Wednesday, September 07, 2011

‘Hortense Had Her Adventures’

Edouard Manet, the quintessential prototype in manner and art for the Impressionist generation, is best known for the work he did with a professional model, Victorine Meurent, but his wife, Suzanne Leenhoff, posed for him many times, especially before their marriage, when she was his mistress. It was said that Manet was so demanding of his models it was critical for them to have a personal commitment to his work in order to put up with the difficulties of posing for him.

Ruth Butler
writing in Hidden in the
Shadow of the Master

I’m reading this book right now. “Hidden in the Shadow of the Master,” by Ruth Butler. The subtitle of the book is “The Model-Wives of Cezanne, Monet and Rodin.”

Normally when I read a non-fiction book I first flip quickly through the whole book, page by page. Then I look carefully through the index and any appendices. I read epilogues first, to have an idea of where the author will be going with the book. Then I get back to the beginning and start reading the book from the front.

I’ve just finished reading all the back-matter for this book. I haven’t actually started from the front yet. But I’ve already noticed something interesting.

Because the author will be talking about Cezanne and Monet, there are quite a few index entries for “Manet.” However, even though the book will be about artists and models, there are no index entries for “Morisot.” And there is only one index entry for “Meurent,” that quote above.

It seems strange that the author would single out Manet as a “prototype” for that era, but then not go into details of Manet’s relationships with his models. And if Manet’s models had, as the author says, “a personal commitment to his work,” which apparently is a literary way of saying a romantic relationship with the painter, then Manet’s interactions with Morisot would have made great reading in a book like this.

However, judging by the index, this book will not be addressing the Byzantine goings-on of Manet’s studio. Too bad.

I picked up this book because I wanted to get whatever details the author may have discovered about Hortense Fiquet, Cezanne’s wife.

Hortense is an interesting woman. Even writers who say mean things about her usually grudgingly observe that she posed for Cezanne more than any other model, and because Cezanne was such a demanding painter—in terms of his sitters—Hortense, everyone admits, at least gets credit for indulging her husband’s needs for a model.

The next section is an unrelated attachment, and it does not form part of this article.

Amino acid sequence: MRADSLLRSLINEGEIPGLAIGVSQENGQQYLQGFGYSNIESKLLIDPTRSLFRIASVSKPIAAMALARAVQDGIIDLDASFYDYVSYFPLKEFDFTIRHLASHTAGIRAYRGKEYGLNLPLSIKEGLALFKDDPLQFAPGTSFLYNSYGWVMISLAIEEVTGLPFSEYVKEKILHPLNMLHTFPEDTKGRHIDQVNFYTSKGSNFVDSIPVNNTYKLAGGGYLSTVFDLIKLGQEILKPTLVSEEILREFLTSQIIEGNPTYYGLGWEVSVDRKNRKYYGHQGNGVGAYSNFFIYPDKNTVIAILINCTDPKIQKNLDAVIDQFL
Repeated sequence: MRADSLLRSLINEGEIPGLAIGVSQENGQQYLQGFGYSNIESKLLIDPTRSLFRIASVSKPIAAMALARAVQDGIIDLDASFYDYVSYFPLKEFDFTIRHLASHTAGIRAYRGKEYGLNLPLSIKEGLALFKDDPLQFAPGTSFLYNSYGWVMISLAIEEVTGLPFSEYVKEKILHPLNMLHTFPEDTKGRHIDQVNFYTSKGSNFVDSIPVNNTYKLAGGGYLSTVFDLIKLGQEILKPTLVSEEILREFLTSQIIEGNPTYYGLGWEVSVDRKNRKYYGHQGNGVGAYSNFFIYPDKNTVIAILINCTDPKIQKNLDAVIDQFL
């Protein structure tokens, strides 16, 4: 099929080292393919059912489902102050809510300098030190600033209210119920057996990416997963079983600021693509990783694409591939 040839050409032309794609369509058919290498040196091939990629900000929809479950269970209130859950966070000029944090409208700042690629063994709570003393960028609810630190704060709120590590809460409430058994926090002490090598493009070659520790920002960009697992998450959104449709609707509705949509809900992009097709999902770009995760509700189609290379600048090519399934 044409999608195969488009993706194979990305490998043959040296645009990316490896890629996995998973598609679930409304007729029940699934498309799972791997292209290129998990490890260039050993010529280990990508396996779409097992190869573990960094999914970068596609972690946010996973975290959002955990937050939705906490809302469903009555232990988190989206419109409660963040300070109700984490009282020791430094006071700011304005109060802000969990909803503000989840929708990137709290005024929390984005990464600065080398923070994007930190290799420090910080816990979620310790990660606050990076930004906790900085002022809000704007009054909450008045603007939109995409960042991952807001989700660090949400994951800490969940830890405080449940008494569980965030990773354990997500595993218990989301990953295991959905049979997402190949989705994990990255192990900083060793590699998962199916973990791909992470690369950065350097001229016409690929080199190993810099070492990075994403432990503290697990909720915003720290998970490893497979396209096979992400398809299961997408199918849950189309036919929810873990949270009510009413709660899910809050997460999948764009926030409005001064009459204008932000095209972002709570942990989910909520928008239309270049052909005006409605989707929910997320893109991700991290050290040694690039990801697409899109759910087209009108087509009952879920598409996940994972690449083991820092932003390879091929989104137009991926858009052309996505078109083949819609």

In the back-matter of this book there is an interesting reference to a conversation the author had with Hortense’s great-grandson. The author points out that among all the criticisms art historians have leveled at Hortense, infidelity was typically not one of them. However, the author says Hortense’s great-grandson “...assured me that the general feeling within the Cezanne family was: ‘Hortense had her adventures.’”


Again, one would think that if this is what the book is about, there would be more about Manet and Meurent and Morisot.

Damn it.

Anyway, so I’m reading this book now. Artists and models and wives.

And their adventures.

I’m not exactly sure what I’m trying to learn here. I’d like to know more about these people and their time because I’m interested most of all in the issue of Morisot’s paintings and my notion that Edma may have painted the really good ones. It certainly seems clear that all these people—both the men and the women—had their “adventures.” If they could have romantic adventures, then they may have had other kinds of adventures as well.

If I learn anything cool from this book I’ll do a follow-up post.

I guess I should say one other thing, too. This is kind of dumb, but one reason why I keep reading about these people and their time goes back to my post “The Garden’s Edge.” Now, I don’t like graphic novels. And I’m not a comics person. But when I did that pretend graphic novel by Berthe Morisot—which I’d intended only as a one-off joke—I was kind of struck by how well, to my eyes, an impressionist-style painting seemed to perform as an illustration to a story. To me it seemed to work. If there were a real graphic novel by Berthe Morisot, (or Edma!) I’d want to read it. So, you know, somewhere in the back of my mind I’m kind of thinking: Hmmm, maybe I should write something for real like “The Garden’s Edge” and maybe I should illustrate it for real with paintings similar in style to what I characterize as Morisot’s “good ones.” I don’t know. It’s the kind of thing that seems to me like it might be fun. I’m thinking about it. It might be a cool adventure...

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